Africa is widely held to be highly vulnerable to future climate change, and Ethiopia is often cited as one of the most extreme examples. With this in mind, the authors seek to identify entry points to integrate short- to medium-term climate risk reduction within development activities in Africa, drawing from experiences in Ethiopia.

They examine the changing nature of climate risks, assess the effects of climate variability on agricultural production and national GDP, and identify entry points and knowledge gaps in relation to mainstreaming climate risks in Ethiopia are identified using the government plan for poverty reduction. They end with a case study incorporating climate risks through drought insurance within the current social protection programme in Ethiopia, which provides support to 8.3 million people.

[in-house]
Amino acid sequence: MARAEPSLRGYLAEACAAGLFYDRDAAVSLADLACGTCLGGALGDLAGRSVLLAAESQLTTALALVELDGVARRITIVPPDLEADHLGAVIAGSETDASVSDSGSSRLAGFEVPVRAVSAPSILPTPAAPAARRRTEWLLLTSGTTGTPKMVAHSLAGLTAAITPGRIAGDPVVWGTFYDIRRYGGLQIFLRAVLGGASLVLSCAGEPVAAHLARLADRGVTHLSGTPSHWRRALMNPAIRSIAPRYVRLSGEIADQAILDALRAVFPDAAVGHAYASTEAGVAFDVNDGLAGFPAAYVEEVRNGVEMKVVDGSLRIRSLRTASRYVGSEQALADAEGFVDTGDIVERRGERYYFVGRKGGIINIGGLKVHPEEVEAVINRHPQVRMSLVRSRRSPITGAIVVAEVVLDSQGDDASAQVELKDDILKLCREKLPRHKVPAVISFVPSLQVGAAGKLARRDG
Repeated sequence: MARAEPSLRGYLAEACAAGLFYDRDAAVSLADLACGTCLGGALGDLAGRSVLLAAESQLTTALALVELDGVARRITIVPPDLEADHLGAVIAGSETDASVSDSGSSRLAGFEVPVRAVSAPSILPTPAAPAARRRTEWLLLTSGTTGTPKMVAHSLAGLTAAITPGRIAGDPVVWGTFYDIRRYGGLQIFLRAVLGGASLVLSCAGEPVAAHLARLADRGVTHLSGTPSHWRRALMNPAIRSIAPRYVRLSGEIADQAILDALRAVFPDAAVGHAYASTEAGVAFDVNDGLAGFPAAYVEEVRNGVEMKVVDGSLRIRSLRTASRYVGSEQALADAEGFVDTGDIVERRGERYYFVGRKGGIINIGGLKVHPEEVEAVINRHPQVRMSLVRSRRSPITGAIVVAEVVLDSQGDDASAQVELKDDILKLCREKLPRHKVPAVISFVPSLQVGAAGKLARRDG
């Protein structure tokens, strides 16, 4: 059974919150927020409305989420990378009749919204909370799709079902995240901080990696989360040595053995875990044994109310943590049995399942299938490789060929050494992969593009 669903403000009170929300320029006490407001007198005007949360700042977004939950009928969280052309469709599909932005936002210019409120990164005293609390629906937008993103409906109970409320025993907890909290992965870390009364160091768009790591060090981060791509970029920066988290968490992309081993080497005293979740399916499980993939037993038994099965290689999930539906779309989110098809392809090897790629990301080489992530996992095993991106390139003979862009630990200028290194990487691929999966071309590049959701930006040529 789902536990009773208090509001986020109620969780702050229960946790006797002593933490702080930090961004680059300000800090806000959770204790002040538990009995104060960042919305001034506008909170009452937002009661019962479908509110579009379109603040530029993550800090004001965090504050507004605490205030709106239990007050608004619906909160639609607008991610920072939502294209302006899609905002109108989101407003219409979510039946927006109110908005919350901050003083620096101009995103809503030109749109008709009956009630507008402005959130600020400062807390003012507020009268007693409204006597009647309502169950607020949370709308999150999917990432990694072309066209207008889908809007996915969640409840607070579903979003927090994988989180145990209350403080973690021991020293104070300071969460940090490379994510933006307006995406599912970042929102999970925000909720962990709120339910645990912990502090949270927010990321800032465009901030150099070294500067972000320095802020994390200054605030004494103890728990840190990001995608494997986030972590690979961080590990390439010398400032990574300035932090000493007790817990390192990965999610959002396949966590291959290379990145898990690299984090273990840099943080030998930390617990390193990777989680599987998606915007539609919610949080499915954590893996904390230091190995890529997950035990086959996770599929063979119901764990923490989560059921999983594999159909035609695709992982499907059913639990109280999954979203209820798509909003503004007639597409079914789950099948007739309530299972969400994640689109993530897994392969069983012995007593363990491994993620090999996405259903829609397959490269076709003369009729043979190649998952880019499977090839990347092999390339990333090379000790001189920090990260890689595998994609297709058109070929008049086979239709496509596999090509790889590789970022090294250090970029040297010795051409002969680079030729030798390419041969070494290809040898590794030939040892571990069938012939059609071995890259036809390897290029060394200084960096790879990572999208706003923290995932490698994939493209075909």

The analysis also highlights important challenges and opportunities for addressing climate risks. Challenges primarily relate to the large uncertainties in climate projections for parts of Africa, a weak evidence base of complex, often non-deterministic, climate-society interactions and institutional issues. Opportunities relate to the potential for low-regrets measures to reduce vulnerability to current climate variability which can be integrated with relatively modest effort within a shift in Africa from a disaster-focused view of climate to a long-term perspective that emphasises livelihood security and vulnerability reduction.

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